An employee at Zillow has filed a lawsuit, claiming some mortgage lenders misused the website’s co-marketing agent and lender program.
According to the lawsuit filed by Ashley Boehler, an inside sales consultant at Zillow, employees may have helped mortgage lenders create pseudo real estate agent profiles so they could, in turn, receive the information of potential homebuyers.
Boehler also claimed that mortgage lenders bent the rules of Zillow’s co-marketing program. The lawsuit stated some individual lenders were paying up to 90% of a real estate agent’s advertising costs on Zillow, which may have violated the Real Estate Settlement Procedures Act (RESPA), reported Inman News.
Zillow’s agent and lender co-marketing program allows lenders to share the marketing costs with the real estate agents. The agent specifies the dollar amount he/she would like each lender to contribute, up to 50% of the agent's total spend per lender. If an agent has more than one preferred lender, they cannot share more than 90% of the agent’s monthly advertising costs.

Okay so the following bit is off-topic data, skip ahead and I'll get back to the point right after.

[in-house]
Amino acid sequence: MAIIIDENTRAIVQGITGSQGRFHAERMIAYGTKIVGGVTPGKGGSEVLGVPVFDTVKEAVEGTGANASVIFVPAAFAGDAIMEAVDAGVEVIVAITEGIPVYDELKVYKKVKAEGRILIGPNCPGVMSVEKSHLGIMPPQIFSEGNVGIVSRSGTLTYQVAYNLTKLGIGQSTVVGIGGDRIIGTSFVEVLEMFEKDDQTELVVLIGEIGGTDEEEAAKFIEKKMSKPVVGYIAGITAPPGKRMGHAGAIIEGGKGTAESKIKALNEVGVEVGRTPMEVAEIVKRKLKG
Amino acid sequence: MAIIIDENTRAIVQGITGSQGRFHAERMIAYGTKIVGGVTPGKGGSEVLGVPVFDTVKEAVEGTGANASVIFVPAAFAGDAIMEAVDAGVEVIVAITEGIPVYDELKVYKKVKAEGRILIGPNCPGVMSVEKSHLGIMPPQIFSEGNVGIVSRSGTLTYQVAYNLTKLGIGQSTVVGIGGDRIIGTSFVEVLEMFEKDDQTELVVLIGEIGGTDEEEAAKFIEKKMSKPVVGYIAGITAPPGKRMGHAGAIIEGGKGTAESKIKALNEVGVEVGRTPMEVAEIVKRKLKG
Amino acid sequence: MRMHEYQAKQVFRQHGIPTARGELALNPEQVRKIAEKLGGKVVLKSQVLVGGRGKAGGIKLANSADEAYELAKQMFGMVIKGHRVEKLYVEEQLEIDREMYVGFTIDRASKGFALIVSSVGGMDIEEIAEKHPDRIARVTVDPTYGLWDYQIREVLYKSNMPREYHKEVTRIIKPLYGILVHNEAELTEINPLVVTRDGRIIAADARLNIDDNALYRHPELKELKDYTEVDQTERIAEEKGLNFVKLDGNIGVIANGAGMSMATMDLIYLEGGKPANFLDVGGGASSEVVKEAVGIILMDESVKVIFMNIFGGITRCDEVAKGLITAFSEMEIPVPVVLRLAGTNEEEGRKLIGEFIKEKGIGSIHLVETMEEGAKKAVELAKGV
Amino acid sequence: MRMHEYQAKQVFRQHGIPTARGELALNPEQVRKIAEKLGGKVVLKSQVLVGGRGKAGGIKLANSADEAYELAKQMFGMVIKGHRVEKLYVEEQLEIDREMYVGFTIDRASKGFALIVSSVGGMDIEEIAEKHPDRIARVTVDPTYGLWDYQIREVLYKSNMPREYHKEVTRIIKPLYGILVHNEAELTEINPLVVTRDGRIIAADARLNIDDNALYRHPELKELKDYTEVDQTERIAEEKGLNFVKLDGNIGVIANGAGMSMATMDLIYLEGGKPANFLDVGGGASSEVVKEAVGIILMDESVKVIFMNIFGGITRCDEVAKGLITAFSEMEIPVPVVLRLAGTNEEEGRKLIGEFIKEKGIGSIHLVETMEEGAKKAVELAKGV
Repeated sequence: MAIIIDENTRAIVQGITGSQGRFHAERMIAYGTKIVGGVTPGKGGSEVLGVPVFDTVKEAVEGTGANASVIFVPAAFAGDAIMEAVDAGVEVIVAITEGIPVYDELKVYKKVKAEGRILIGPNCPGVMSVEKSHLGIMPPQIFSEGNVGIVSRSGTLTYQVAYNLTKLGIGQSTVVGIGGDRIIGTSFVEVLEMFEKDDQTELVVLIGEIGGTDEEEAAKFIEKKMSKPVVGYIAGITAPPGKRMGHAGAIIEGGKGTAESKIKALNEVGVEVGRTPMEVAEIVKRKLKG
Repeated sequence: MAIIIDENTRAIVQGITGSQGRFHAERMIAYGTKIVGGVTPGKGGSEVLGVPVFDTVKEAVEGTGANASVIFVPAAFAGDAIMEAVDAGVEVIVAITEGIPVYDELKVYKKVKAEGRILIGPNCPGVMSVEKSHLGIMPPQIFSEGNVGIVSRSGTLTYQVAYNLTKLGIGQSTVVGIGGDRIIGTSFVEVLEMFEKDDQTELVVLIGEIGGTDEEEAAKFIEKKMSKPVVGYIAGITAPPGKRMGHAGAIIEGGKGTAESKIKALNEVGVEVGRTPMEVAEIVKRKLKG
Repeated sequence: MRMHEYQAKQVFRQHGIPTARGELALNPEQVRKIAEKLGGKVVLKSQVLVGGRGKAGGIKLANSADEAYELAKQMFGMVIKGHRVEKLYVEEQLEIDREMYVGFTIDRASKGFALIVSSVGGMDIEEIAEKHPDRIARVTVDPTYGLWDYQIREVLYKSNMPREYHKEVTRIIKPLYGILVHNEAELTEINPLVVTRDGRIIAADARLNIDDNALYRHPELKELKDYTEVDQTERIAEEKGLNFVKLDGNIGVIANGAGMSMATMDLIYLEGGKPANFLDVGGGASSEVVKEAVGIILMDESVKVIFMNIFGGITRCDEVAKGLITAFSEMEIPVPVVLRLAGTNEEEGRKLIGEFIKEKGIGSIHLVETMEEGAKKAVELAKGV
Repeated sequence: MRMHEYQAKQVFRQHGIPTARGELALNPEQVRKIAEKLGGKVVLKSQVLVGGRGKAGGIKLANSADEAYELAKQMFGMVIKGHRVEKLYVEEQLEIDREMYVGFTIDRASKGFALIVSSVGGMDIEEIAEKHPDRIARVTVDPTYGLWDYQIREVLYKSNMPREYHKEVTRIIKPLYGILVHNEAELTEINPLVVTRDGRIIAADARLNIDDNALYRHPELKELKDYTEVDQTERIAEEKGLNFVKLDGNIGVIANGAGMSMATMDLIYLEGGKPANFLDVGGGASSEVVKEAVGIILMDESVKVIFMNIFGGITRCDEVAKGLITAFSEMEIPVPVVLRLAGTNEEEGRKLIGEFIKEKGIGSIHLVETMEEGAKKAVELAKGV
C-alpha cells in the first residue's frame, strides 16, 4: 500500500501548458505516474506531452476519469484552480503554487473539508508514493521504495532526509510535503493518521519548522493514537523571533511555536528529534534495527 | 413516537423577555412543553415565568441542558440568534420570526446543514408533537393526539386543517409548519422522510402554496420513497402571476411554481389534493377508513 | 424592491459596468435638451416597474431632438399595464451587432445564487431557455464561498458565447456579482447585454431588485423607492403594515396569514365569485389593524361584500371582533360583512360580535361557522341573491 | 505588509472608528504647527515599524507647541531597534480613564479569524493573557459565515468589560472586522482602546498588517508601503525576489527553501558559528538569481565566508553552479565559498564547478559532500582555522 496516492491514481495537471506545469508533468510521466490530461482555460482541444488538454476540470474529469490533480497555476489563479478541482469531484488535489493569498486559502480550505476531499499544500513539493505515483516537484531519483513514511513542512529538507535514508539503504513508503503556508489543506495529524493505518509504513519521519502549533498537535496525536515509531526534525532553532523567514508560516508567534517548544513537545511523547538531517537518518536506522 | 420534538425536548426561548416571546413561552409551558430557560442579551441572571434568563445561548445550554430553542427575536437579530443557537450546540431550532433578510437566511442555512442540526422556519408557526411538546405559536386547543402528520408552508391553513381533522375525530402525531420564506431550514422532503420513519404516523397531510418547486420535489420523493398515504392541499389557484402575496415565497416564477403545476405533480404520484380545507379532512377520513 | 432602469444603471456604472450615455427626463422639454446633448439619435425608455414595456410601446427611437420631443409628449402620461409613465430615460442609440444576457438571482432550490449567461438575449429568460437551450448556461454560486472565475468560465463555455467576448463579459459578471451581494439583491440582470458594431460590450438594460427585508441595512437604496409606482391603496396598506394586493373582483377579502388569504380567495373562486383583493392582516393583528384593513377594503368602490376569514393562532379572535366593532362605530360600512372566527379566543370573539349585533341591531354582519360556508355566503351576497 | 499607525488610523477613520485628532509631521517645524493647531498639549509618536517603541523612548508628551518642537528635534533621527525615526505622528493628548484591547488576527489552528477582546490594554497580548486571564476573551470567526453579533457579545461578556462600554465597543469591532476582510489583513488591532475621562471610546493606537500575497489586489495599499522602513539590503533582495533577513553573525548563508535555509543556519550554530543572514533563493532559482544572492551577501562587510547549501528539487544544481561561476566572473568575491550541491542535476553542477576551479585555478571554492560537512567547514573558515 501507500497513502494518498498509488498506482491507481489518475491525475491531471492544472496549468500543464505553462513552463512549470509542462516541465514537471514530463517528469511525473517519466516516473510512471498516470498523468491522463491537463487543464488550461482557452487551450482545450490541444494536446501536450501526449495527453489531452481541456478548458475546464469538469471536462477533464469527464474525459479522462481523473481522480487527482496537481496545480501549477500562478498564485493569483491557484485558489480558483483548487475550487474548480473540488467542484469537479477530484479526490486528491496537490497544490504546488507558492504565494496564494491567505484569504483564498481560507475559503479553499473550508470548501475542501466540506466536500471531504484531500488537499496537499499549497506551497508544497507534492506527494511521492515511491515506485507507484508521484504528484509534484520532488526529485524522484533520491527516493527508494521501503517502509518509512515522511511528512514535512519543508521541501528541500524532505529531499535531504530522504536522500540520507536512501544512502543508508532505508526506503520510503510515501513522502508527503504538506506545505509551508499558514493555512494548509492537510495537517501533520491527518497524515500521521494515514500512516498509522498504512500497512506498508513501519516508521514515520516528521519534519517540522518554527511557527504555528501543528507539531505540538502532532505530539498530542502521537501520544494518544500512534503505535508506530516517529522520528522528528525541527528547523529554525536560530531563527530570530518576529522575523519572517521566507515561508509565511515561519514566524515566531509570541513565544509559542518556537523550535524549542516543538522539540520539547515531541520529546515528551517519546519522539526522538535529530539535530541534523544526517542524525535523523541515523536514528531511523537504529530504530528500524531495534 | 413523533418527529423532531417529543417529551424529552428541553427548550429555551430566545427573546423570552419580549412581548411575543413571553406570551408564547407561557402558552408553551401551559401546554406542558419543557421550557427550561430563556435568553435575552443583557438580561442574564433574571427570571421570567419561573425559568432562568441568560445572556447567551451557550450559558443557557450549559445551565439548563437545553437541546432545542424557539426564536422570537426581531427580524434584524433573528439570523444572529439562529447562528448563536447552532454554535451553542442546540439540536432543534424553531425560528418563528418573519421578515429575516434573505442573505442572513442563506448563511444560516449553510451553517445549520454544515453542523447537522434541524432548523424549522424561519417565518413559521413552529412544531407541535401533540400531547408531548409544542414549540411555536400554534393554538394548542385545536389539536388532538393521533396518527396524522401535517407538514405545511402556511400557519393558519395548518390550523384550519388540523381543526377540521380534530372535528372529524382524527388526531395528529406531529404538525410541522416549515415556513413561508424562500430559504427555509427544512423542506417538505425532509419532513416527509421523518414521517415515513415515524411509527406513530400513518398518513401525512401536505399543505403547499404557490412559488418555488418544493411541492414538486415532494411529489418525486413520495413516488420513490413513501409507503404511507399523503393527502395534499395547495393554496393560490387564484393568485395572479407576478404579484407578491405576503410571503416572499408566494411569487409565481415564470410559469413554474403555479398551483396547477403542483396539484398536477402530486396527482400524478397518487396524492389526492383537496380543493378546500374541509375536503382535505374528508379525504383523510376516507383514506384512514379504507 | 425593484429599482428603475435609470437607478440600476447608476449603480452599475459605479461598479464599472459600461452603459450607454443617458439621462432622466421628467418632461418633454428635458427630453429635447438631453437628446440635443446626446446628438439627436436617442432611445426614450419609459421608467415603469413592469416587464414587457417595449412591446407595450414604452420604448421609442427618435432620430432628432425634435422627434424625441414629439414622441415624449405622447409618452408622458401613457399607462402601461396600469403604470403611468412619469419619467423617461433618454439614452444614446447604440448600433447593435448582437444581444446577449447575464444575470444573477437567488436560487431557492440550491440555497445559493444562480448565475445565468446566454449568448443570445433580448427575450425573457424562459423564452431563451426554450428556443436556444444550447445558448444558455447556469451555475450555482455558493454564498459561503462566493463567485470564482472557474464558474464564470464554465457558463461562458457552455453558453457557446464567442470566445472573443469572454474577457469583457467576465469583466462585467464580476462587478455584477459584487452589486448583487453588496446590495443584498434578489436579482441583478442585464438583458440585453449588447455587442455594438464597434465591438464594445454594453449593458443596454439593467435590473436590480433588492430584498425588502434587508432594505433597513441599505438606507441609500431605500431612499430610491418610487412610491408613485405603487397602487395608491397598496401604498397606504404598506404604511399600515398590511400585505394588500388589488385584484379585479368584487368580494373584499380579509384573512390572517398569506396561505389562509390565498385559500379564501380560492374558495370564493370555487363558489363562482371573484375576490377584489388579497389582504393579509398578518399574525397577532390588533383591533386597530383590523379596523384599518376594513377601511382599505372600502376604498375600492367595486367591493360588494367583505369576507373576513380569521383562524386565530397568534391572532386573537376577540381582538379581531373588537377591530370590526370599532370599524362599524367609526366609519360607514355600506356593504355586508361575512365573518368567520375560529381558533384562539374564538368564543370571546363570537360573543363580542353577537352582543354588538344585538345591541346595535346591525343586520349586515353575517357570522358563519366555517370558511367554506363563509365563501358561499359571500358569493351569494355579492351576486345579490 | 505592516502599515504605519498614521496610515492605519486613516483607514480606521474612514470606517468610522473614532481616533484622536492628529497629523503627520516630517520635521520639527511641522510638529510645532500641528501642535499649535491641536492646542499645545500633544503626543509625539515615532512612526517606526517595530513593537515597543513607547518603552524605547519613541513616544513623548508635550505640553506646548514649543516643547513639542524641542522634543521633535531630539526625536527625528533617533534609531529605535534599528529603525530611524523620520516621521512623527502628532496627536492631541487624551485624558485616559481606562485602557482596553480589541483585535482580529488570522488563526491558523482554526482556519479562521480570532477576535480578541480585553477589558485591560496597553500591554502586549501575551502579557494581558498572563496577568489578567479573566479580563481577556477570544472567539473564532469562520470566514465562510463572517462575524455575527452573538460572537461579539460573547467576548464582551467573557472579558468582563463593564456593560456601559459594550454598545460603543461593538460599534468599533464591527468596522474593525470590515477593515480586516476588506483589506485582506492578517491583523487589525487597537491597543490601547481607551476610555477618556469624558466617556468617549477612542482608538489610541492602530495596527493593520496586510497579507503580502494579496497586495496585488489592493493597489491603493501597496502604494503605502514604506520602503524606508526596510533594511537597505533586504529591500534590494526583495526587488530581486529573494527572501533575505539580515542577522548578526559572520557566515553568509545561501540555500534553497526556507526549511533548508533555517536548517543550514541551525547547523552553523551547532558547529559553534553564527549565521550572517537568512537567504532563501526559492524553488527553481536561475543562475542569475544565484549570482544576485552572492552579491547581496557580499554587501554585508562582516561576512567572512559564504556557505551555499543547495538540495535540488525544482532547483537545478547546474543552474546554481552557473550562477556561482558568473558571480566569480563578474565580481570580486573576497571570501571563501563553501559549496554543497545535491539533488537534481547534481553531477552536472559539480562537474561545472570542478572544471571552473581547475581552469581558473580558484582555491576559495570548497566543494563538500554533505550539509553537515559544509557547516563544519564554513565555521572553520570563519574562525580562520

According to Jillayne Schlicke of The National Association of Mortgage Fiduciaries, nothing in RESPA prevents joint advertising. However, if one party is paying less than a pro-rata share for the brochure or advertisement, there could be a RESPA violation.
She added that a marketing agreement will not comply with RESPA if it merely disguises the payment of referral fees to providers in a position to refer settlement service business.
Zillow’s use of the word “lender” is problematic, according to Schlicke. She said consumers see a loan originator’s ad, not a company ad, and loan originators can work for mortgage broker, bank or non-bank lender. Each is different and has its own set guidelines.
In a statement emailed to MPA, Zillow said the company does not comment on specifics of pending litigation. "However, I can tell you Zillow takes any allegations about our work environment very seriously. Additionally, we have zero tolerance for inappropriate business practices of any kind. We closely monitor our Premier Agent and co-marketing programs, and we offer several ways for employees to alert management to suspicious activity. We investigate all complaints made in good faith, and work quickly to resolve any concerns."